Like homing pigeons, humans have a nose for navigation because our brains are wired to convert smells into spatial information. It is also known that odors can guide animals’ behaviors.
However, it was difficult to study this phenomenon because odors are nearly impossible to control as they naturally travel and diffuse in the air.
By using a virtual reality system made of smells instead of audio and visuals.
Now, researchers at Northwestern University have developed a new “smell virtual landscape” that enables the study of how smells engage the brain’s navigation system. The work demonstrates, for the first time, that the mammalian brain can form a map of its surroundings based solely on smells.
The olfactory-based virtual reality system could lead to a fuller understanding of odor-guided navigation and explain why mammals have an aversion to unpleasant odors, an attraction to pheromones and an innate preference to one odor over another. The system could also help tech developers incorporate smell into current virtual reality systems to give users a more multisensory experience.
“We have invented what we jokingly call a ‘smellovision,’” said Daniel A. Dombeck, associate professor of neurobiology in Northwestern’s Weinberg College of Arts and Sciences, who led the study. “It is the world’s first method to control odorant concentrations rapidly in space for mammals as they move around.”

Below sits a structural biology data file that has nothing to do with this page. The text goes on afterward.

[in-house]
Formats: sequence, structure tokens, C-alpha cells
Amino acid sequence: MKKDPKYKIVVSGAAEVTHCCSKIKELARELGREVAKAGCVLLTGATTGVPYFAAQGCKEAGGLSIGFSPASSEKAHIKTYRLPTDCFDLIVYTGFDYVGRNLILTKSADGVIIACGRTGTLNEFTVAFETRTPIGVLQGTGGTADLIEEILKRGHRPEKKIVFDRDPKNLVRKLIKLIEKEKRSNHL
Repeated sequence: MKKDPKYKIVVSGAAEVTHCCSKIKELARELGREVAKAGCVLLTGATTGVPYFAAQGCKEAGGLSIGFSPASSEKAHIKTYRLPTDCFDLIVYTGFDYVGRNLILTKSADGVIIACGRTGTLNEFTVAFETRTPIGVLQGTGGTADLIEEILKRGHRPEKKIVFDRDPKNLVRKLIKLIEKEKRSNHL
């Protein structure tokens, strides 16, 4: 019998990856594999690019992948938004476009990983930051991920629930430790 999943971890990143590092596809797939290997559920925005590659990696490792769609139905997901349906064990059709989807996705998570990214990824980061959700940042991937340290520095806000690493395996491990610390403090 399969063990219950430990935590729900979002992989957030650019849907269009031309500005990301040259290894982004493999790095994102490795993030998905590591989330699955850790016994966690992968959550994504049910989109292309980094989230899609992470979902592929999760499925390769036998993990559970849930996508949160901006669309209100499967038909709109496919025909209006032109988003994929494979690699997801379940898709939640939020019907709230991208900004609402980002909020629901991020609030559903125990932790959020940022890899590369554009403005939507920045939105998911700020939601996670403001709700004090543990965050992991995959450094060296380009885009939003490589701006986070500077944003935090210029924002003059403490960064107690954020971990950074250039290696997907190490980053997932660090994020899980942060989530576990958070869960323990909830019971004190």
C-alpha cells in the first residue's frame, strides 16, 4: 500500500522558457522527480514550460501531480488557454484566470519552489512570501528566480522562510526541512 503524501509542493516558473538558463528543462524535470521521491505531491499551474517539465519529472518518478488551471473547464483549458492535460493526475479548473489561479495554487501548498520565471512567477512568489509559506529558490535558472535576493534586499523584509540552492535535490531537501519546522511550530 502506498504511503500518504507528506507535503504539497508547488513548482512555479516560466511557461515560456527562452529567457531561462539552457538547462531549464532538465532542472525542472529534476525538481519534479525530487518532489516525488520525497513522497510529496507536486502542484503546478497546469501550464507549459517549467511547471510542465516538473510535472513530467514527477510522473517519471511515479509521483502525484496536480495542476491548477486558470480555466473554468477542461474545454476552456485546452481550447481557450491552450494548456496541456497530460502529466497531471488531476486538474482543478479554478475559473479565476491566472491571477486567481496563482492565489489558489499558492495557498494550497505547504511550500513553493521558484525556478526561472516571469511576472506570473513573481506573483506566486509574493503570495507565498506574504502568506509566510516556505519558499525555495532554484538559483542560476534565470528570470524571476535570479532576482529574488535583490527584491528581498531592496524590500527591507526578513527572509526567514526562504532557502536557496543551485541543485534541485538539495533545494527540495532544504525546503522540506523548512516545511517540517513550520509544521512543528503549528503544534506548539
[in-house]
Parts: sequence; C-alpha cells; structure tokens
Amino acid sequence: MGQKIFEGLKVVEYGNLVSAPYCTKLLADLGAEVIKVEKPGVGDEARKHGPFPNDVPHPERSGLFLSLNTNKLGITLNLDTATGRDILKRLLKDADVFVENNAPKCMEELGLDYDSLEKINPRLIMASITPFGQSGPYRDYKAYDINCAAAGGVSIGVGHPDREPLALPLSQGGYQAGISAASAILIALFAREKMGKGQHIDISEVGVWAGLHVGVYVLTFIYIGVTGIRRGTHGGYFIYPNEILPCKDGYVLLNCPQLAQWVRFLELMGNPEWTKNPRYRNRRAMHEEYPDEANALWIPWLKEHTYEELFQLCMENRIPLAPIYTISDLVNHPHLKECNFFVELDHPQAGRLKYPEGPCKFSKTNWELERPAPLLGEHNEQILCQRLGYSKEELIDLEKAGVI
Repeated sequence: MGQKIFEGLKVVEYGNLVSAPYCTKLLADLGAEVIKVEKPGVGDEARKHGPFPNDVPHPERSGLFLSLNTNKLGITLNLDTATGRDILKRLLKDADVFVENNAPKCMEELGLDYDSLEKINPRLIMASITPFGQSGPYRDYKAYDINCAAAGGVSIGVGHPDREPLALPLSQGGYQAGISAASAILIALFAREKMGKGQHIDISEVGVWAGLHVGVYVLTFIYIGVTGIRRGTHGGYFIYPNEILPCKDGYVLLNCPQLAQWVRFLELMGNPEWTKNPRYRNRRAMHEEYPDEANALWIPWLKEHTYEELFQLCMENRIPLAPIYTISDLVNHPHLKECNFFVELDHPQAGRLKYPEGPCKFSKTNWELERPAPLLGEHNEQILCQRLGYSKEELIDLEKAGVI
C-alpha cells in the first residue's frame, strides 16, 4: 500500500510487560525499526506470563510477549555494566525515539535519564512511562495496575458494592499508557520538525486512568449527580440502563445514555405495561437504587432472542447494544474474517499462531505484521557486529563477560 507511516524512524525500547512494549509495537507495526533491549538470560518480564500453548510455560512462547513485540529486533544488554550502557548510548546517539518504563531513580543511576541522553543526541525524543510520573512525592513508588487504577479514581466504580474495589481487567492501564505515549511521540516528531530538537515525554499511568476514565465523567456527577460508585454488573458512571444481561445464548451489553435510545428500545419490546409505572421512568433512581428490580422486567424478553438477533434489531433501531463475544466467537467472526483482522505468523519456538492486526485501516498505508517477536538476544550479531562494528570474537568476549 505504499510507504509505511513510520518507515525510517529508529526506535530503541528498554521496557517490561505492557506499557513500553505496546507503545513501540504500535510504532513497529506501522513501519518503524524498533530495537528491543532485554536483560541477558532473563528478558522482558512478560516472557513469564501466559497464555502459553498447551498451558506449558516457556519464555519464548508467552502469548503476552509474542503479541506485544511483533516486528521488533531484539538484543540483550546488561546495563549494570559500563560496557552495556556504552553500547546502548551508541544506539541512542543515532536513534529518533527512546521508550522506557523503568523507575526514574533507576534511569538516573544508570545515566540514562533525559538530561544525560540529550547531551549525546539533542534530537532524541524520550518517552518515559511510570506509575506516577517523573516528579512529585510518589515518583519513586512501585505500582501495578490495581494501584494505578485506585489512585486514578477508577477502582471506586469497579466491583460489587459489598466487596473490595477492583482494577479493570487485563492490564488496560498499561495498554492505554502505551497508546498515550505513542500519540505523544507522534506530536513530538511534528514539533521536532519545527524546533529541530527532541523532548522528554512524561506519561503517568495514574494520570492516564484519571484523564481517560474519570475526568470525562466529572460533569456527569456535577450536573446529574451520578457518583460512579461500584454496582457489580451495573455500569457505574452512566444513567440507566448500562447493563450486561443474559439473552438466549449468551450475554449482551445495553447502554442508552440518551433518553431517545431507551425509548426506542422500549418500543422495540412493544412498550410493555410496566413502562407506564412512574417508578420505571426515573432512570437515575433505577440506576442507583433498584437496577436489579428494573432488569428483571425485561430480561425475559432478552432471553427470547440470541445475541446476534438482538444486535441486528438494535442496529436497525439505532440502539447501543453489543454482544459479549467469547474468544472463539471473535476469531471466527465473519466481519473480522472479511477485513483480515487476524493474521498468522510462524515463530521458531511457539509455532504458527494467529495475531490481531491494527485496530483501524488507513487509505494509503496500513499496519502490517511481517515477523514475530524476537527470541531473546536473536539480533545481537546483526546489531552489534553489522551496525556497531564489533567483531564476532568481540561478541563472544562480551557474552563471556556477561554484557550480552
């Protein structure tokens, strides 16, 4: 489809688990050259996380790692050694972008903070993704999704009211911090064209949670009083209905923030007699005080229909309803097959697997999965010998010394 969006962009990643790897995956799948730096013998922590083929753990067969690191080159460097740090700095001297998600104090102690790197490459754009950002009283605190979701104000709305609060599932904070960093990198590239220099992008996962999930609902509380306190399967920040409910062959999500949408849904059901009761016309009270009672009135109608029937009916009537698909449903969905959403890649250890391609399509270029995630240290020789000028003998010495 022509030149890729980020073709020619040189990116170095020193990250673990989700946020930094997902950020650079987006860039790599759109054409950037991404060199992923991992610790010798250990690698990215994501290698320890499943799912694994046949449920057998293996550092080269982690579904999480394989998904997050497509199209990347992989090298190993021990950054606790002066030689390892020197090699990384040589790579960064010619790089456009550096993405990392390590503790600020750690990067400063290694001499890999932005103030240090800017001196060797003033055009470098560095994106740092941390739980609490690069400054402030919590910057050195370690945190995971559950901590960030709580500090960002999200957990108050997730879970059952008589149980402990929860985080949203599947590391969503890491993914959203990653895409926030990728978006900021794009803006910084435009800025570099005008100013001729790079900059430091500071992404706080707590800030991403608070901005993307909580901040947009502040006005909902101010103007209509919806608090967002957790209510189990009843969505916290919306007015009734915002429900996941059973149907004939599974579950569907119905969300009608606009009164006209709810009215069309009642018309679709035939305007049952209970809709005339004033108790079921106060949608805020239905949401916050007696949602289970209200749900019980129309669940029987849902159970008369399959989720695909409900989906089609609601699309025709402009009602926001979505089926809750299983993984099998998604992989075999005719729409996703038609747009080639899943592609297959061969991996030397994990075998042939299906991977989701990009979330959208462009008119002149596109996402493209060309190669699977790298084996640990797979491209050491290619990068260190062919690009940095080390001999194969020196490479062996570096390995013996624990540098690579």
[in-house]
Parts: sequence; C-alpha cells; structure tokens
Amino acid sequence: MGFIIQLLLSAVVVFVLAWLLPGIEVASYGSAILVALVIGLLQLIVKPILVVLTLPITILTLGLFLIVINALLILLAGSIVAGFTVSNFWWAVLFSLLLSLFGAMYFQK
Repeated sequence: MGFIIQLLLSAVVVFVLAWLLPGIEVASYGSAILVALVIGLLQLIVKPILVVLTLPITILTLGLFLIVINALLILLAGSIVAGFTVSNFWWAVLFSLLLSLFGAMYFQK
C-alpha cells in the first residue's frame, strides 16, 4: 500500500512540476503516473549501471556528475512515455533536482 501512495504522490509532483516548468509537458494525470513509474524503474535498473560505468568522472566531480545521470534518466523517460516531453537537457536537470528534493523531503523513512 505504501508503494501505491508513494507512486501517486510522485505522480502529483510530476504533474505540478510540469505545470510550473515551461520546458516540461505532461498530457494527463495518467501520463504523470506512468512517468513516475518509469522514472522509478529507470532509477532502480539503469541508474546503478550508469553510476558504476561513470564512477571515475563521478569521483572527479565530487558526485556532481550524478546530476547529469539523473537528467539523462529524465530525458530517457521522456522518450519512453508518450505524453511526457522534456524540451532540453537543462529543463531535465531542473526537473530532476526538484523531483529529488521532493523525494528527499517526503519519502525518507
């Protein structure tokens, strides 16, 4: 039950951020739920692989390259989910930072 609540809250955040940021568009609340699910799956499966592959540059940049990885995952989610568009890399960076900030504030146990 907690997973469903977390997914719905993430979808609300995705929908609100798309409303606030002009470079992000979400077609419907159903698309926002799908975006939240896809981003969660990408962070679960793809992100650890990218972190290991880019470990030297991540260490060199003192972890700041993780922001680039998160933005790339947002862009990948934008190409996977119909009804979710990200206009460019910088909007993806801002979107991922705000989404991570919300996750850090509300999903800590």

Dombeck and graduate student Brad Radvansky created a landscape in which smells can be controlled and maintained.
“Imagine a room in which each position is defined by a unique smell profile,” Radvansky said. “And imagine that this profile is maintained no matter how much time elapses or how fast you move through the room.”
That is exactly what Dombeck’s team developed, using mice in their study. Aided by a predictive algorithm that determined precise timing and distributions, the airflow system pumped scents – such as bubblegum, pine and a sour smell – past the mouse’s nose to create a virtual room. Mice first explored the virtual environment through both visual and olfactory cues.
Researchers then shut off the visual virtual reality system, forcing the mice to navigate the room in total darkness based on olfactory cues alone. The mice did not show a decrease in performance. Instead, the study indicated that moving through a smell landscape engages the brain’s spatial mapping mechanisms.
Not only can the platform help researchers learn more about how the brain processes and uses smells, it could also lay the groundwork for human applications.
“Development of virtual reality technology has mainly focused on vision and sound,” Dombeck said. “It is likely that our technology will eventually be incorporated into commercial virtual reality systems to create a more immersive multisensory experience for humans.”
The study is published in the journal Nature Communications.